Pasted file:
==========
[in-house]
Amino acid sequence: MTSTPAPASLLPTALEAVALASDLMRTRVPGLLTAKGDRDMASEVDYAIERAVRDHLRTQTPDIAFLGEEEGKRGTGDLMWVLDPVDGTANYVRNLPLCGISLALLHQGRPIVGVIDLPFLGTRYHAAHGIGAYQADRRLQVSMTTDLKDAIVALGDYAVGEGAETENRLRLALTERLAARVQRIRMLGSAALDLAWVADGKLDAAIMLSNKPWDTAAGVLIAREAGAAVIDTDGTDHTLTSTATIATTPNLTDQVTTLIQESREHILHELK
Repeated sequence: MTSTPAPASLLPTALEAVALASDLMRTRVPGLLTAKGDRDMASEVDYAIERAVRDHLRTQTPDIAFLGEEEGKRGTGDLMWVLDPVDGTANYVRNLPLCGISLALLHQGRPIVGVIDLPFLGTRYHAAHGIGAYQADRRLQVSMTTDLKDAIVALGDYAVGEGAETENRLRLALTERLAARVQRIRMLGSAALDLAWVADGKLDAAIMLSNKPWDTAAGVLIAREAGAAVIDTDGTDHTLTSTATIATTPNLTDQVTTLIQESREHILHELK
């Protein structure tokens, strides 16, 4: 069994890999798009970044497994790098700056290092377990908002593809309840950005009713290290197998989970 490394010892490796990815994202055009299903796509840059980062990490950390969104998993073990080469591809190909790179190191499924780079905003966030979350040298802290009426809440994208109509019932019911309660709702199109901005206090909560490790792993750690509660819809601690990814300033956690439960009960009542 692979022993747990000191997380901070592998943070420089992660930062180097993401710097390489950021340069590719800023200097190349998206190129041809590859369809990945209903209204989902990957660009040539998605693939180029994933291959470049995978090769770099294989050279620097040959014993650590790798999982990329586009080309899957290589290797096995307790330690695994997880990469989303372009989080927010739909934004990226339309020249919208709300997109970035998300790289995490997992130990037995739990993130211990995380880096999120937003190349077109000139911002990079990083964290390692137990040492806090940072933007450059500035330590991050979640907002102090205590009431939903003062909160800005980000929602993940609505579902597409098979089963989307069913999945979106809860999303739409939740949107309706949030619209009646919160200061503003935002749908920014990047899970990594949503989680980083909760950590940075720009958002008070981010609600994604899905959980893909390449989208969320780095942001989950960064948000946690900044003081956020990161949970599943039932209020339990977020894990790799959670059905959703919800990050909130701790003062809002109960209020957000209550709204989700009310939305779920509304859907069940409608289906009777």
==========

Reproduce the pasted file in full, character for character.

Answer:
[in-house]
Amino acid sequence: MTSTPAPASLLPTALEAVALASDLMRTRVPGLLTAKGDRDMASEVDYAIERAVRDHLRTQTPDIAFLGEEEGKRGTGDLMWVLDPVDGTANYVRNLPLCGISLALLHQGRPIVGVIDLPFLGTRYHAAHGIGAYQADRRLQVSMTTDLKDAIVALGDYAVGEGAETENRLRLALTERLAARVQRIRMLGSAALDLAWVADGKLDAAIMLSNKPWDTAAGVLIAREAGAAVIDTDGTDHTLTSTATIATTPNLTDQVTTLIQESREHILHELK
Repeated sequence: MTSTPAPASLLPTALEAVALASDLMRTRVPGLLTAKGDRDMASEVDYAIERAVRDHLRTQTPDIAFLGEEEGKRGTGDLMWVLDPVDGTANYVRNLPLCGISLALLHQGRPIVGVIDLPFLGTRYHAAHGIGAYQADRRLQVSMTTDLKDAIVALGDYAVGEGAETENRLRLALTERLAARVQRIRMLGSAALDLAWVADGKLDAAIMLSNKPWDTAAGVLIAREAGAAVIDTDGTDHTLTSTATIATTPNLTDQVTTLIQESREHILHELK
């Protein structure tokens, strides 16, 4: 069994890999798009970044497994790098700056290092377990908002593809309840950005009713290290197998989970 490394010892490796990815994202055009299903796509840059980062990490950390969104998993073990080469591809190909790179190191499924780079905003966030979350040298802290009426809440994208109509019932019911309660709702199109901005206090909560490790792993750690509660819809601690990814300033956690439960009960009542 692979022993747990000191997380901070592998943070420089992660930062180097993401710097390489950021340069590719800023200097190349998206190129041809590859369809990945209903209204989902990957660009040539998605693939180029994933291959470049995978090769770099294989050279620097040959014993650590790798999982990329586009080309899957290589290797096995307790330690695994997880990469989303372009989080927010739909934004990226339309020249919208709300997109970035998300790289995490997992130990037995739990993130211990995380880096999120937003190349077109000139911002990079990083964290390692137990040492806090940072933007450059500035330590991050979640907002102090205590009431939903003062909160800005980000929602993940609505579902597409098979089963989307069913999945979106809860999303739409939740949107309706949030619209009646919160200061503003935002749908920014990047899970990594949503989680980083909760950590940075720009958002008070981010609600994604899905959980893909390449989208969320780095942001989950960064948000946690900044003081956020990161949970599943039932209020339990977020894990790799959670059905959703919800990050909130701790003062809002109960209020957000209550709204989700009310939305779920509304859907069940409608289906009777």